Last evening a foreign barque carrying only foresail and jib came into the Shannon flying a pilot flag. She came to anchor at the west of Scattery Island, in the harbour of Kilrush. The pilots, who boarded her at 9 o'clock last night, were not allowed to leave her until this evening, when the master also landed, and supplied me with the following; - The name of the barque is the Woodlark, of Dundee, Captain John Young. The Woodlark is loaded with 1,159 tons of preserved salmon for Liverpool, and sailed from Astoria, district of Oregon near San Francisco, on the 18th of July without touching any port since, and was 143 days on the voyage. ---
-- on entering the Shannon, the storm was so severe that the pilots at Loop Head or Kilcredaun could not come alongside to render assistance until late last night, when the Scattery men boarded her. There is no damage done, and the crew are all well.
The brig Endeavour that went ashore at Moyne, near Kilrush, on Tuesday last, is not likely to be got off.

1886 4th February (CJ).
Supposed Loss of a Steamer off Loop Head:
--- Coast Guards at Kilkee stated that a life-buoy picked up there marked “SS Fulmer of London” --- “Fulmer” was a screw vessel of 418 tons register and was built in Middlesboro in 1868. Her owners are Messrs Harris and Dixon of Gracechurch Street, London. She had a crew of 16 and was on a voyage from Troon to Limerick with a cargo of about 800 tons of coal consigned to Messrs. Mullock and Sons of Henry Street, Limerick.
-- Three hookers were driven ashore on Sunday night at Cappa and Hogg Island in Kilrush Harbour, on their way from Kilrush to Ballylongford.

1886 8th March (CJ).
Loss of five lives:
-- Their fishing boat was stationed off Tarbert --- while returning to the boat the punt overturned and five men were drowned. ---Two of the men were from Limerick John Murray and Patrick Kinerick; the others were natives of Wexford: Lawrence Ryan, skipper, and John Murphy and John Doyle ordinary seamen.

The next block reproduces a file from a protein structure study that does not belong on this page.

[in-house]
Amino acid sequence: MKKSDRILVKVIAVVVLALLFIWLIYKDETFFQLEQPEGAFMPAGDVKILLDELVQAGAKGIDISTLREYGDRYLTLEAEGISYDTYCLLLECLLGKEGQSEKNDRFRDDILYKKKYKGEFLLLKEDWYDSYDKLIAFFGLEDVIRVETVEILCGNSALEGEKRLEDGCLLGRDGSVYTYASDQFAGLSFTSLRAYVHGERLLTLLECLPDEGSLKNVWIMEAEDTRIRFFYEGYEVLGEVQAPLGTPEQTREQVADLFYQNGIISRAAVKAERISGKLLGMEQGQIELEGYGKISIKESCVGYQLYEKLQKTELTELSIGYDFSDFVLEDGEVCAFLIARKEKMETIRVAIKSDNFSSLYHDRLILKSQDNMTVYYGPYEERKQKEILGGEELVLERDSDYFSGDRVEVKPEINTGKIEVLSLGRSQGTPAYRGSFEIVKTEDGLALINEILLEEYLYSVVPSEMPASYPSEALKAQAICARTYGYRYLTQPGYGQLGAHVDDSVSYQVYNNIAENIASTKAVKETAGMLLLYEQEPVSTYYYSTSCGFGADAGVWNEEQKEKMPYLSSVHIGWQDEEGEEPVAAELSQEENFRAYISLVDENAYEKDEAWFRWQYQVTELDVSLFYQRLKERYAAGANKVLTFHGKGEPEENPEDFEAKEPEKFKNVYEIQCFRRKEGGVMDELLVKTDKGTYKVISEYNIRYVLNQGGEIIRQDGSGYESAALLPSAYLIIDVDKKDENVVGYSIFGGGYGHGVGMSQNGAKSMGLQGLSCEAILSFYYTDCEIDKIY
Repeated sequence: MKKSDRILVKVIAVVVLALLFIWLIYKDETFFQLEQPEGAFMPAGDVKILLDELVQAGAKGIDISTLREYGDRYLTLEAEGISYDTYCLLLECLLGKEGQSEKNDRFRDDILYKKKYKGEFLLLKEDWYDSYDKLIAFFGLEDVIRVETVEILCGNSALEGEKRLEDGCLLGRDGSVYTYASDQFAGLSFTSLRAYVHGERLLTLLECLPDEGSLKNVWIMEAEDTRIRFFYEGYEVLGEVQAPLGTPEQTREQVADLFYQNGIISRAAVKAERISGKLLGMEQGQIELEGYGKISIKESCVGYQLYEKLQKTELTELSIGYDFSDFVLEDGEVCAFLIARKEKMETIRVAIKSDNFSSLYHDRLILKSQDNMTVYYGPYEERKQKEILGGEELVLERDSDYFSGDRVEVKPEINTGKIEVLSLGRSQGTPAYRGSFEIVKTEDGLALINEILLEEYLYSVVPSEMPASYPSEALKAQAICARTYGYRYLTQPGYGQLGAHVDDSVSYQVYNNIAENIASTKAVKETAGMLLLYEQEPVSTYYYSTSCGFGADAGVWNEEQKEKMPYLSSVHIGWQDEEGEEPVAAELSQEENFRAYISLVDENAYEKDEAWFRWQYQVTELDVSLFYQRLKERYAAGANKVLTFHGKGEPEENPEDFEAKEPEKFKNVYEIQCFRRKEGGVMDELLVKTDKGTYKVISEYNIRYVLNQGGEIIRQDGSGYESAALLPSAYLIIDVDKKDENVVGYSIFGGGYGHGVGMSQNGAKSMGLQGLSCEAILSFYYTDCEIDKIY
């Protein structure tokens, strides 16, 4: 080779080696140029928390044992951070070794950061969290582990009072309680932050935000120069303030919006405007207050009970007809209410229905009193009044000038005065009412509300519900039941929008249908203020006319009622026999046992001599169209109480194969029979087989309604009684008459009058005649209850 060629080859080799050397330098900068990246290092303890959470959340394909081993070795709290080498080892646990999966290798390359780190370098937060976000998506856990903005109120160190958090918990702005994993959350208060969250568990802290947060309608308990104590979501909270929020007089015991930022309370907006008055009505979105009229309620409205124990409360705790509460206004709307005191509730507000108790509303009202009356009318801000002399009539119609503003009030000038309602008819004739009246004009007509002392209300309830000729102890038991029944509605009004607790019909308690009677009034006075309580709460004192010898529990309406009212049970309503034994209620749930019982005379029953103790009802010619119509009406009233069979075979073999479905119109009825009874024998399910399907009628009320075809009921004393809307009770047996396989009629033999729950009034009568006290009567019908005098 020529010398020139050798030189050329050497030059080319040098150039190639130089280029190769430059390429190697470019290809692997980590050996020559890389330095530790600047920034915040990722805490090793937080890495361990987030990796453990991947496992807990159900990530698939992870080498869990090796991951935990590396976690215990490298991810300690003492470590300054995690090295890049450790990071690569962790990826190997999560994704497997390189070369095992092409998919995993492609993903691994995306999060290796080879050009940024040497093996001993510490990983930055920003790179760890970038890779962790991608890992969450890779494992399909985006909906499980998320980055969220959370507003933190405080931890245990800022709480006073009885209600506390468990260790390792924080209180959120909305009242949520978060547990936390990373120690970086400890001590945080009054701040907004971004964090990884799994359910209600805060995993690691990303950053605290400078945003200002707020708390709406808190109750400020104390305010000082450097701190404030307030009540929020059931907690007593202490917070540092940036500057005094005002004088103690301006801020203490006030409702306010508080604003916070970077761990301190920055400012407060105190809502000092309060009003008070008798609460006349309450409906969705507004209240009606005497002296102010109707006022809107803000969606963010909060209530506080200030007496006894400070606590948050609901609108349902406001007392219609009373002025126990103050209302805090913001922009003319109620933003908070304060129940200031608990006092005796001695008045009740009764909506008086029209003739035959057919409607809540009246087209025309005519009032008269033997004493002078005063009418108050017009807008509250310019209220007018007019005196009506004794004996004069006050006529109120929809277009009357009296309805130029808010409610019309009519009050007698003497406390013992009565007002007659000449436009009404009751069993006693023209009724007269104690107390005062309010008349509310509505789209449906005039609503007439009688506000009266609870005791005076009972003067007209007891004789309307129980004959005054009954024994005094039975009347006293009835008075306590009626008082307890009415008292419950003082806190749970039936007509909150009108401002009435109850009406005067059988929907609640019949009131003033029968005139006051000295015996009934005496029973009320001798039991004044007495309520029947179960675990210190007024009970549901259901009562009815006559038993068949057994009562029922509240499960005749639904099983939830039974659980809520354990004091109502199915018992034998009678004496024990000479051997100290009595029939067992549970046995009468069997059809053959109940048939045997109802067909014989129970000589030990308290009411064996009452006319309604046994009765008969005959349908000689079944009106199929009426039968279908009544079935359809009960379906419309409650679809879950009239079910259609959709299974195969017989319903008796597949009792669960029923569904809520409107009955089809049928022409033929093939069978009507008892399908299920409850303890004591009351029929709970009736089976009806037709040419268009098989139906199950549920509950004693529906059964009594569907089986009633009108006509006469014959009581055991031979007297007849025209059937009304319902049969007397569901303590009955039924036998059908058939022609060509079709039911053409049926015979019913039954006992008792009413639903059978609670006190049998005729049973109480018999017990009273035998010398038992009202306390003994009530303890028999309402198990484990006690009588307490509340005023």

1886 11th March (House of Commons debate @
--- What is the reason for the delay in vesting the Cappa(Kilrush) Pier, in the Town Commissioners of Kilrush, West Clare, under the Shannon Act of last year: and if steps will be taken to hasten the action of the Irish Board of Works in this matter?.
-- The Board of Works had been in correspondence with the Town Commissioners of Kilrush about the Cappa Pier, and they were now awaiting a reply from the Commissioners to their last communication. There would be no delay in the matter.

1886 1st April (Daily News)@British Library Online Newspapers.
Gale and Loss of Life. ----- A telegram from Kilrush, County Clare, near the mouth of the Shannon, states that a wreck is coming ashore off Kilkee, and that a French fishing smack was lost off Loophead, three of the men being drowned, while three of the others swam ashore. The despatch adds that the full-rigged ship Phases, of Greenock,1,500 tons register, Captain Crystal, has put into the Shannon, with cargo of wheat for Limerick,104 days from California, with all canvas and topsails torn away.-